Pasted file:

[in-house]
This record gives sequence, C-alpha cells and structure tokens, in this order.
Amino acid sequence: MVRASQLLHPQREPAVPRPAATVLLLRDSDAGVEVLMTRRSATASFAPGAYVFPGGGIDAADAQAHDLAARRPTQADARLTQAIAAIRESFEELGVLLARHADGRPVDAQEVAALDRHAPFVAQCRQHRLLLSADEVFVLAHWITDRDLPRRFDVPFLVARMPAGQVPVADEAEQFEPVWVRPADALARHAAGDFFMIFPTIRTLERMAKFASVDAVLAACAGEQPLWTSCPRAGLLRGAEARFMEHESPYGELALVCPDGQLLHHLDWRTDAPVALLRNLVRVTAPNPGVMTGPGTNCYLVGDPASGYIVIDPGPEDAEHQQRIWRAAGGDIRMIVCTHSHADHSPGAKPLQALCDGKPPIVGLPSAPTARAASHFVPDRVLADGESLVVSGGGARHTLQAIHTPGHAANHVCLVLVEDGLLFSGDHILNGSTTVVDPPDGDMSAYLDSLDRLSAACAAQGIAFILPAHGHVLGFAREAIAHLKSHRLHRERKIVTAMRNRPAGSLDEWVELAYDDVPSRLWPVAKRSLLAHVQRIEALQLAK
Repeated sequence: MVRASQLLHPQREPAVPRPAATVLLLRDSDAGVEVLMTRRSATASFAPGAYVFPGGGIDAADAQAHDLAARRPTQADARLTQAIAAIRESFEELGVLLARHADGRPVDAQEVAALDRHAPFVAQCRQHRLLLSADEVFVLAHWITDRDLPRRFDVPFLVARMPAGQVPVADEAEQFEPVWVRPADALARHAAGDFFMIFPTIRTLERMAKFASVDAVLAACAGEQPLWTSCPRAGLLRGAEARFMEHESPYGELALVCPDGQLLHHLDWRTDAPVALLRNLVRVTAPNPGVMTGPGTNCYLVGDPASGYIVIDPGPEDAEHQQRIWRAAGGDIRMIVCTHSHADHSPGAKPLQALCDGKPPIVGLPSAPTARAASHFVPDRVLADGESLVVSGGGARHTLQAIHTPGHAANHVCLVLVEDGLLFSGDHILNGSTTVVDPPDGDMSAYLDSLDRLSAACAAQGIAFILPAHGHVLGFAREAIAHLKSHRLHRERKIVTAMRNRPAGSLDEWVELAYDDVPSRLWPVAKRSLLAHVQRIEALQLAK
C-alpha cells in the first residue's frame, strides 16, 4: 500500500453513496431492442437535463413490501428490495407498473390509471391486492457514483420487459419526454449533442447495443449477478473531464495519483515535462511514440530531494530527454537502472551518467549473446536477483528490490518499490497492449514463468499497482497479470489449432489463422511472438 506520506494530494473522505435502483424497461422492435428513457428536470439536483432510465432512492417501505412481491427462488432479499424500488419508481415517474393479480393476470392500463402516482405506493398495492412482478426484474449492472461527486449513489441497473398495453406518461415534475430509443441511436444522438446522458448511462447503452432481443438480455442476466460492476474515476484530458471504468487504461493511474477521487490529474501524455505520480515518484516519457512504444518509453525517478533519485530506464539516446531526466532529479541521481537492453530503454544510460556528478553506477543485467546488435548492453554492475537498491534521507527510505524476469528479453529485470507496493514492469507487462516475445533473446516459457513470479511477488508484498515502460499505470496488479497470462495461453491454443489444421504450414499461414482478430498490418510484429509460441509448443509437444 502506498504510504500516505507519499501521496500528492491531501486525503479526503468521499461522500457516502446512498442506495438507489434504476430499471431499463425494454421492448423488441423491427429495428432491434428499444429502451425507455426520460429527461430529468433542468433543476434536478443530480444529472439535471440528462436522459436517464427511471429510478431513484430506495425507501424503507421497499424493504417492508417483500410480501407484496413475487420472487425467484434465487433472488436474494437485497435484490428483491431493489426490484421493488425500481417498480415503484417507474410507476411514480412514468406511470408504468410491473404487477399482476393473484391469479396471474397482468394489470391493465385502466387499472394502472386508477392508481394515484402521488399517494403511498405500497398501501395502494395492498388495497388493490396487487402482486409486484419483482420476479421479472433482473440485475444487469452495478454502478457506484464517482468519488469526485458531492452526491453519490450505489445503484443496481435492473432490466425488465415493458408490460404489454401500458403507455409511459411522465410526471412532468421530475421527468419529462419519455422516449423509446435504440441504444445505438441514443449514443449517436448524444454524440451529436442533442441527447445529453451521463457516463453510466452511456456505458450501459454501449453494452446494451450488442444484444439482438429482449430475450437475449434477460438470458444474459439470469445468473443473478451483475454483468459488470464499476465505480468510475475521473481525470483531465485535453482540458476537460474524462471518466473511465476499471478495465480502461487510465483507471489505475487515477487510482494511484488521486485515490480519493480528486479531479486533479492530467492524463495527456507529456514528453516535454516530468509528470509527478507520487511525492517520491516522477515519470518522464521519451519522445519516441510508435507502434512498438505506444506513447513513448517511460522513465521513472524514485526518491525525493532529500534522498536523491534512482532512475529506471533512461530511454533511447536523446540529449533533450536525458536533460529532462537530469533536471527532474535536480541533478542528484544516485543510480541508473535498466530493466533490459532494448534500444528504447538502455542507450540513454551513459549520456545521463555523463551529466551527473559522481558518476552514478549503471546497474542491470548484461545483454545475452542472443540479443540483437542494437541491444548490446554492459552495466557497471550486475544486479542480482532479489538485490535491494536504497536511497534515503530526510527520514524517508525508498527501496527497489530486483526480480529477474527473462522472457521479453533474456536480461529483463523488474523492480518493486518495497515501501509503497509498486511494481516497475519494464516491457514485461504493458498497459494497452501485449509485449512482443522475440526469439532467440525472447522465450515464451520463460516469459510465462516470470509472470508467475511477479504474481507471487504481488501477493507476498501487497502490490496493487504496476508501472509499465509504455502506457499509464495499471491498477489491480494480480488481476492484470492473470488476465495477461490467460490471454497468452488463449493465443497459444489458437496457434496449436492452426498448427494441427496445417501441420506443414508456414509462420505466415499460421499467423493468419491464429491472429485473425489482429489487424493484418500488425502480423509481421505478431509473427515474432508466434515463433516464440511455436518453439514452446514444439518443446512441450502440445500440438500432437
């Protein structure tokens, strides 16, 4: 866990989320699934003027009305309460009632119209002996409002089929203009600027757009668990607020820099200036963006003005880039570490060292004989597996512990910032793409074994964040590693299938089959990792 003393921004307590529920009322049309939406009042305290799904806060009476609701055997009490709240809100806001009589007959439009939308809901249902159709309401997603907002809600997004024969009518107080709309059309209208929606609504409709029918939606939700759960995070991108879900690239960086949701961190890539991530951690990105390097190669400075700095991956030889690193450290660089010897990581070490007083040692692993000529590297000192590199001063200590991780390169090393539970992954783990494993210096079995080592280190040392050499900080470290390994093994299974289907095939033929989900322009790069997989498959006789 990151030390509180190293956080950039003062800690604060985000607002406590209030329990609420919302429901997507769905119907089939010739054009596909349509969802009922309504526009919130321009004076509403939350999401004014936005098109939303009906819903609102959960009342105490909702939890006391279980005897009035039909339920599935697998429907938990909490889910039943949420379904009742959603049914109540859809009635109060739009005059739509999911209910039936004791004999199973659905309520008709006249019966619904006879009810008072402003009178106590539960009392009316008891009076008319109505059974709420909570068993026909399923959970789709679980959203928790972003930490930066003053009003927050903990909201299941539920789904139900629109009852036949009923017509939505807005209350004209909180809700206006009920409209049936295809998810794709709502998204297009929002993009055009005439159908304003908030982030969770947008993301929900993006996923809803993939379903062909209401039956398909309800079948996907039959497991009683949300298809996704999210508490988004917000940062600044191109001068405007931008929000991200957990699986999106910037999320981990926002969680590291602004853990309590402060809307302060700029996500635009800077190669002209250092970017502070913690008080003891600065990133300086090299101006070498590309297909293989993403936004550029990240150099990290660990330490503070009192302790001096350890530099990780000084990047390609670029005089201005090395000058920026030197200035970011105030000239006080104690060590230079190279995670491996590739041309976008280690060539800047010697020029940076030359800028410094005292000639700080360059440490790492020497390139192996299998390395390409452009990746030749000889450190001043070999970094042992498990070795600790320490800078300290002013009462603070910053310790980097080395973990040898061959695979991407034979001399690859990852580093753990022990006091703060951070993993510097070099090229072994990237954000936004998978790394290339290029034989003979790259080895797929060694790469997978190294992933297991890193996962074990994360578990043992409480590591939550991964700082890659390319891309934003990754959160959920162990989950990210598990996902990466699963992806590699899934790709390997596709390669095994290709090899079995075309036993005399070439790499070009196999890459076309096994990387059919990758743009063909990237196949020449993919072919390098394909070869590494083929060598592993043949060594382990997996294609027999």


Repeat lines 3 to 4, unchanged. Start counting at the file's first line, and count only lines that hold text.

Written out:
Amino acid sequence: MVRASQLLHPQREPAVPRPAATVLLLRDSDAGVEVLMTRRSATASFAPGAYVFPGGGIDAADAQAHDLAARRPTQADARLTQAIAAIRESFEELGVLLARHADGRPVDAQEVAALDRHAPFVAQCRQHRLLLSADEVFVLAHWITDRDLPRRFDVPFLVARMPAGQVPVADEAEQFEPVWVRPADALARHAAGDFFMIFPTIRTLERMAKFASVDAVLAACAGEQPLWTSCPRAGLLRGAEARFMEHESPYGELALVCPDGQLLHHLDWRTDAPVALLRNLVRVTAPNPGVMTGPGTNCYLVGDPASGYIVIDPGPEDAEHQQRIWRAAGGDIRMIVCTHSHADHSPGAKPLQALCDGKPPIVGLPSAPTARAASHFVPDRVLADGESLVVSGGGARHTLQAIHTPGHAANHVCLVLVEDGLLFSGDHILNGSTTVVDPPDGDMSAYLDSLDRLSAACAAQGIAFILPAHGHVLGFAREAIAHLKSHRLHRERKIVTAMRNRPAGSLDEWVELAYDDVPSRLWPVAKRSLLAHVQRIEALQLAK
Repeated sequence: MVRASQLLHPQREPAVPRPAATVLLLRDSDAGVEVLMTRRSATASFAPGAYVFPGGGIDAADAQAHDLAARRPTQADARLTQAIAAIRESFEELGVLLARHADGRPVDAQEVAALDRHAPFVAQCRQHRLLLSADEVFVLAHWITDRDLPRRFDVPFLVARMPAGQVPVADEAEQFEPVWVRPADALARHAAGDFFMIFPTIRTLERMAKFASVDAVLAACAGEQPLWTSCPRAGLLRGAEARFMEHESPYGELALVCPDGQLLHHLDWRTDAPVALLRNLVRVTAPNPGVMTGPGTNCYLVGDPASGYIVIDPGPEDAEHQQRIWRAAGGDIRMIVCTHSHADHSPGAKPLQALCDGKPPIVGLPSAPTARAASHFVPDRVLADGESLVVSGGGARHTLQAIHTPGHAANHVCLVLVEDGLLFSGDHILNGSTTVVDPPDGDMSAYLDSLDRLSAACAAQGIAFILPAHGHVLGFAREAIAHLKSHRLHRERKIVTAMRNRPAGSLDEWVELAYDDVPSRLWPVAKRSLLAHVQRIEALQLAK